There was a time when some of the top stars from Broadway and Hollywood visited the Ocean City-Somers Point area on a regular basis to perform some of the finest plays and musicals ever created. Film stars Veronica Lake, John Barrymore Jr., Margaret Hamilton (the wicked witch from “The Wizard of Oz”), Joyce Randolph (from Jackie Gleason’s “The Honeymooners”), George Jessel and Edward Everett Horton were all there. Patrons could enjoy them in shows like “The Pajama Game,” “Bus Stop,” “South Pacific,” “Cat on a Hot Tin Roof,” “On The Town” and “Guys and Dolls.”
It happened at the Gateway Theatre in Somers Point, frequently called the Gateway Playhouse, Gateway Casino or Orsatti’s Casino. This was not the small theatre at Bay and Higbee avenues that a number of dedicated theatre lovers are trying to restore.
No, the earlier version of the Gateway was located right at the bridge in Somers Point, where the Waterfront Marina now sits. That Gateway burned down in March of 1968 in a freak fire. A gasoline truck overturned and the building was incinerated. The driver, John Gibson, died in the accident.
The building had been used by various groups for a variety of functions prior to the fire. The Prudential Insurance Company used it for offices before building a new facility on Route 9 across from Mainland Regional High School. And it was the Under-21 Club, featuring large dances and record hops. In fact, Chubby Checker, the King of the Twist, recorded a live album there when he was one of the hottest pop music stars in the world.
Before getting to the Gateway Theatre in its prime, lets examine a little more of its history.
The building opened in 1904 as the Bayview House Hotel and it offered vacationers beautiful views of the Great Egg Harbor Bay until 1925.
In June of 1926, it became the Gateway Casino (the word had a different meaning before legalized gambling) and it was described as a million-dollar prohibition restaurant. They could seat 3,000 in the main dining room and top orchestras performed, including Duke Ellington and Meyer Davis. Popular music radio station WPG Radio (back again now at 1450 AM with conservative talk) broadcast live from the Gateway and among the emcees of the variety shows was a young comedian named Red Skelton.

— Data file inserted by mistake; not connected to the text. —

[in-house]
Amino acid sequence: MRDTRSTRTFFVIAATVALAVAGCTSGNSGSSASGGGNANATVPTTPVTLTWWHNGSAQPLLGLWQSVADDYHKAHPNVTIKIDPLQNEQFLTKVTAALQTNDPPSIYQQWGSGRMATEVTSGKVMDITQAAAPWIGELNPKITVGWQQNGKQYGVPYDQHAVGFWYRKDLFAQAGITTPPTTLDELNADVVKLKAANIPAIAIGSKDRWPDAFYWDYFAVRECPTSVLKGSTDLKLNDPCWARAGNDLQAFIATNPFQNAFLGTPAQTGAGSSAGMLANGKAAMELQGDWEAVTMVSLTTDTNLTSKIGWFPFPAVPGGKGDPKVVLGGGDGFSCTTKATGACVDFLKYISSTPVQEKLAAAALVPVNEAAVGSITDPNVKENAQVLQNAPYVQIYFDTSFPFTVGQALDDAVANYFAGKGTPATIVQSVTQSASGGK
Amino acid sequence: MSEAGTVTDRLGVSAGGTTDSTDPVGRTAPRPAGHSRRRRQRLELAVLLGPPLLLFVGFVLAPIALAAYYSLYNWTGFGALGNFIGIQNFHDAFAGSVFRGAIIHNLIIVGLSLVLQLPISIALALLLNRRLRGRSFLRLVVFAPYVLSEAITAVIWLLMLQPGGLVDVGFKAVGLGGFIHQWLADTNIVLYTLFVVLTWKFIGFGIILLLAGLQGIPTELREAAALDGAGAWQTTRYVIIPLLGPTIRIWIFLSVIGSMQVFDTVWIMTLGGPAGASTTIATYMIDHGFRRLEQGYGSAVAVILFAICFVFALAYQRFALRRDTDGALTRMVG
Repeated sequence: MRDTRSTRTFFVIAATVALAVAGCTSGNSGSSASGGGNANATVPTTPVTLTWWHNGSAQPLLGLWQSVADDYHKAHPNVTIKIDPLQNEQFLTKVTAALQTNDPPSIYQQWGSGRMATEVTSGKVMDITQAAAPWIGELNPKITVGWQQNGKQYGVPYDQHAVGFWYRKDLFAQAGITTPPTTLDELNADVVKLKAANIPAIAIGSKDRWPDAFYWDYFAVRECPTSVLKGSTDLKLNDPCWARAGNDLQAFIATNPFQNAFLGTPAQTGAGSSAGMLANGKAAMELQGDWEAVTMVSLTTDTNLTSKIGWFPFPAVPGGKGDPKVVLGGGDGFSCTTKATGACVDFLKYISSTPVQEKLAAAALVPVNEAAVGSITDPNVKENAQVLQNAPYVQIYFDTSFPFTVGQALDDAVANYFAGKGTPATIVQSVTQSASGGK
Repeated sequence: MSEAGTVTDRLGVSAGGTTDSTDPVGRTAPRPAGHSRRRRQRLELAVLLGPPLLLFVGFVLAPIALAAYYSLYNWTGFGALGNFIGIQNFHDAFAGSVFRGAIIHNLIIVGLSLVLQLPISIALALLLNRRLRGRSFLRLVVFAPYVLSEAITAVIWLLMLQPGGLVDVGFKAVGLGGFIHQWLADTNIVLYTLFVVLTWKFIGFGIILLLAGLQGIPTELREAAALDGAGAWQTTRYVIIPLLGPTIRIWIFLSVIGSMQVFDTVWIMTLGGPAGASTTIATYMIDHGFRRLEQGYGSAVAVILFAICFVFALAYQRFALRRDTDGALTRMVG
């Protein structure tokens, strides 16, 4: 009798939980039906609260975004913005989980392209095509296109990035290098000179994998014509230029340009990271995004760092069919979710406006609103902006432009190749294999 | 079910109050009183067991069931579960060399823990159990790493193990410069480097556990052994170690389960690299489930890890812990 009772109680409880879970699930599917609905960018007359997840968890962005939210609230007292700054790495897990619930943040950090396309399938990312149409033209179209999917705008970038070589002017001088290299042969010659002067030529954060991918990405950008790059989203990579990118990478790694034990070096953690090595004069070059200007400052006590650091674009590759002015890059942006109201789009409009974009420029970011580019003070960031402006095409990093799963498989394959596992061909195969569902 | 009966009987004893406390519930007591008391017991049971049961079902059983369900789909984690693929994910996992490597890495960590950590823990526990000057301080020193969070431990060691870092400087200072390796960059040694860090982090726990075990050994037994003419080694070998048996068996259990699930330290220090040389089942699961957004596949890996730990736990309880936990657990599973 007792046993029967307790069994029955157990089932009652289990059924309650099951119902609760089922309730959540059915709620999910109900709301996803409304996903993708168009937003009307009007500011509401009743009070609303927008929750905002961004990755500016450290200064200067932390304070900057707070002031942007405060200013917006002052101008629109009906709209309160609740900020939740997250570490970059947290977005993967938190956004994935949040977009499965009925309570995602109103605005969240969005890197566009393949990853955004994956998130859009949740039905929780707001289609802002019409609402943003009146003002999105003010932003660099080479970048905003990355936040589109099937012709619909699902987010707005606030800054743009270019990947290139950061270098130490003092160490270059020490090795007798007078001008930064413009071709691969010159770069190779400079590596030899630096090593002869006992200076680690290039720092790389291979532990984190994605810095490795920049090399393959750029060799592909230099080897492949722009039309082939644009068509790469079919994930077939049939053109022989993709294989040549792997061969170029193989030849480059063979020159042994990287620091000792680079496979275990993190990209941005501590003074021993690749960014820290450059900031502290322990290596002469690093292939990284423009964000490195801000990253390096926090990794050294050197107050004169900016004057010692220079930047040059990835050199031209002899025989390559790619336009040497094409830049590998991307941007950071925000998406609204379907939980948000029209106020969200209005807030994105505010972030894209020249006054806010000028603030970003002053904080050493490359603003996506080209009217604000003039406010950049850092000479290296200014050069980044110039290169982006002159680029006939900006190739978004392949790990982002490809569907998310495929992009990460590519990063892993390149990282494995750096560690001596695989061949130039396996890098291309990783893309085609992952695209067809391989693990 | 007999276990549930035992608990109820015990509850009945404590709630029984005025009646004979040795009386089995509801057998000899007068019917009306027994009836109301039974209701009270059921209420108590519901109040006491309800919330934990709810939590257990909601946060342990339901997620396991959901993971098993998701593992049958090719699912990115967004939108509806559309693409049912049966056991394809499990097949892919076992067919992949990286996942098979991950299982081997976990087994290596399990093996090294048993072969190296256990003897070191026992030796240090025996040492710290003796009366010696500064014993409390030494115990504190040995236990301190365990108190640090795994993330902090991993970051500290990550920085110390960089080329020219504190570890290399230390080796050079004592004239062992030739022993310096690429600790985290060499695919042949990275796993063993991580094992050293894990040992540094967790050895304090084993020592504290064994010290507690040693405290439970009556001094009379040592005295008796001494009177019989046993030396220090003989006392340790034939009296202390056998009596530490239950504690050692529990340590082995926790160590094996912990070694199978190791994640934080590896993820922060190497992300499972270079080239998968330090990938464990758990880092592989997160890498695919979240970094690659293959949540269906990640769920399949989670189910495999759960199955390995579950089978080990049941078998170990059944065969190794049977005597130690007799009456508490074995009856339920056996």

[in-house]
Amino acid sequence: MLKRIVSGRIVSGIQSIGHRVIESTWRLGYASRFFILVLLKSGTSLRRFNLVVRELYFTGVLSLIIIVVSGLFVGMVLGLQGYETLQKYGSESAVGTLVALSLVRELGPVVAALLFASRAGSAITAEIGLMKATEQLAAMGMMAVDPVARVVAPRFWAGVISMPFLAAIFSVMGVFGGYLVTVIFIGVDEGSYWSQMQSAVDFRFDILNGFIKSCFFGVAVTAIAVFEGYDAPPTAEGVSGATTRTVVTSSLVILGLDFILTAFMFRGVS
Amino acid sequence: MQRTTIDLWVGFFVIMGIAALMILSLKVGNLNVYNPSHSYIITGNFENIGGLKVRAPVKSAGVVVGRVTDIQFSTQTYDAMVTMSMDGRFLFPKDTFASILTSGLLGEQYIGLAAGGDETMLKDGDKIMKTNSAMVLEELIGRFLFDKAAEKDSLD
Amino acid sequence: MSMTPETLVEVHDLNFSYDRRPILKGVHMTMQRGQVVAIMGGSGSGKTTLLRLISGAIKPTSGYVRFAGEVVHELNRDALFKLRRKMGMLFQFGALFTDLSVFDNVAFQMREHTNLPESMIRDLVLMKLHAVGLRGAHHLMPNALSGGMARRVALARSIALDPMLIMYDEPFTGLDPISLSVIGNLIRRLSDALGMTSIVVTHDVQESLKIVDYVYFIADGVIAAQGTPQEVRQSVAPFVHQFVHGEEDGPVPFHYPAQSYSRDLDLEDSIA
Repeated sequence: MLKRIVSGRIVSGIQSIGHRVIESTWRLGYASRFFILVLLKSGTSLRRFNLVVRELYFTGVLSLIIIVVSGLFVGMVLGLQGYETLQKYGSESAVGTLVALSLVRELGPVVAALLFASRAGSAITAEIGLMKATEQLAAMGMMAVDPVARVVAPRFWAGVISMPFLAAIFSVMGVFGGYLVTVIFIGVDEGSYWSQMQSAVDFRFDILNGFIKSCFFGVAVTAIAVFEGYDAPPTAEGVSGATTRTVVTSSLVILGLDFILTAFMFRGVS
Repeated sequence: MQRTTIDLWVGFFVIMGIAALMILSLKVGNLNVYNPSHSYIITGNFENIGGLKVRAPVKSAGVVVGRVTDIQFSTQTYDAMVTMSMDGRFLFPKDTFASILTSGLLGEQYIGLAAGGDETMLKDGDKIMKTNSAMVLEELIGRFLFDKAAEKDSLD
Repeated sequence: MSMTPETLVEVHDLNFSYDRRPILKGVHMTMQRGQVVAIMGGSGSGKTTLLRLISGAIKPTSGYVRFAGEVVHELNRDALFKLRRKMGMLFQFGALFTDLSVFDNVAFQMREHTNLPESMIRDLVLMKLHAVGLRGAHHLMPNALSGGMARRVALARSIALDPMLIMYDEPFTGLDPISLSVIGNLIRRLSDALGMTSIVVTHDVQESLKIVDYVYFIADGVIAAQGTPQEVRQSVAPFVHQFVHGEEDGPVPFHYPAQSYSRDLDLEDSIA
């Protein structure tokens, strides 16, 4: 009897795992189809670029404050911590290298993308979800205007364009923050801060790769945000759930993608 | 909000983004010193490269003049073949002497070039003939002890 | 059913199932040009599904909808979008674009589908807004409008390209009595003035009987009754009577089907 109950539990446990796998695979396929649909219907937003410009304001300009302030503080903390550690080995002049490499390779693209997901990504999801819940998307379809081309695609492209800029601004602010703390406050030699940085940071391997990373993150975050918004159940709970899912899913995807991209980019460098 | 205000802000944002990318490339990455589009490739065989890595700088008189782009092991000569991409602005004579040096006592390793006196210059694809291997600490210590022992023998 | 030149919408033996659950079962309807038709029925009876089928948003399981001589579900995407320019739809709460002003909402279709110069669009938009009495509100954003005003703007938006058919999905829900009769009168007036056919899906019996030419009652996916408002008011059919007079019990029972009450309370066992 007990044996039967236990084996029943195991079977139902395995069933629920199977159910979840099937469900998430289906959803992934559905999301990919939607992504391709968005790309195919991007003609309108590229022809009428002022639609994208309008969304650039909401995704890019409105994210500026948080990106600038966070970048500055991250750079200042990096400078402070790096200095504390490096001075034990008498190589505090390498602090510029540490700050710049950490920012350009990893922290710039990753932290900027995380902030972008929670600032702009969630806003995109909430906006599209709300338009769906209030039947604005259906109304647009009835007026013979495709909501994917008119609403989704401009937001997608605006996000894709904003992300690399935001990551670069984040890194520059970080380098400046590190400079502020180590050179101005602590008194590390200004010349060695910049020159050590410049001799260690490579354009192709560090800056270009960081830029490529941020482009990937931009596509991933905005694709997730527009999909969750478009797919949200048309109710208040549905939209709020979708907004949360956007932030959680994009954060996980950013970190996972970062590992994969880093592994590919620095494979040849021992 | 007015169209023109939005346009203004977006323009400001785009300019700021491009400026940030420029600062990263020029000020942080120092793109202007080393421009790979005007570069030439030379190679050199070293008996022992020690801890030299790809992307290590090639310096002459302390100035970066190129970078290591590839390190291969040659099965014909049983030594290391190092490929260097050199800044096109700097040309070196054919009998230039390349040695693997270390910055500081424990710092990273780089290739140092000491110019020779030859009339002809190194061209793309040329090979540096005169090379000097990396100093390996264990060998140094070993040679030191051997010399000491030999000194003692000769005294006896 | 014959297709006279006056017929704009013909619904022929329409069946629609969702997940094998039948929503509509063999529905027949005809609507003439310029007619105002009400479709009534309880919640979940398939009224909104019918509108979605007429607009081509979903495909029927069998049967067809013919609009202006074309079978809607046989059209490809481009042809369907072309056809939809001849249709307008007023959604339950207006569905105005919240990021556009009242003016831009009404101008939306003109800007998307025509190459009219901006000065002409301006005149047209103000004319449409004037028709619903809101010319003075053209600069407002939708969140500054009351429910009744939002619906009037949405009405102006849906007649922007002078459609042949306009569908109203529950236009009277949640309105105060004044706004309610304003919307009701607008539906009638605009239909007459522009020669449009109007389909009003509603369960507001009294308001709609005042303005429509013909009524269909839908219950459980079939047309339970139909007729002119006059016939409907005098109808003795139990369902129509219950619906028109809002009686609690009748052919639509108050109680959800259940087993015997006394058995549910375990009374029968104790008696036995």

But the Great Depression was looming and the Gateway eventually became the property of the First National Bank of Ocean City during the crash. The liquor license was lost during World War II, but after the war, Arnold Orsatti brought the building back to life. A restaurant owner from Atlantic City, Orsatti booked popular entertainers like Vic Damone, Frankie Laine and the Ink Spots at Orsatti’s Casino.
Then, in 1953, Jonathan Dwight came onto the scene. He was a descendant of the president of Yale University and had been a summer tennis champion in Ocean City. He brought together a group of prominent area residents – including Jean Campbell, Ezra Bell, Charles Harp, French Loveland, Paul Aiken and Stanley Pontiere – and the Gateway Playhouse was formed.
With Tony Marts and Bayshores right across the street, the Bay Avenue area was jumping. The Gateway Playhouse became an instant hit. For $25 a theatre patron could get a season ticket to 10 summer shows. It was considered to be the largest summer theatre in the United States. The opening show in 1953 was “Carousel.”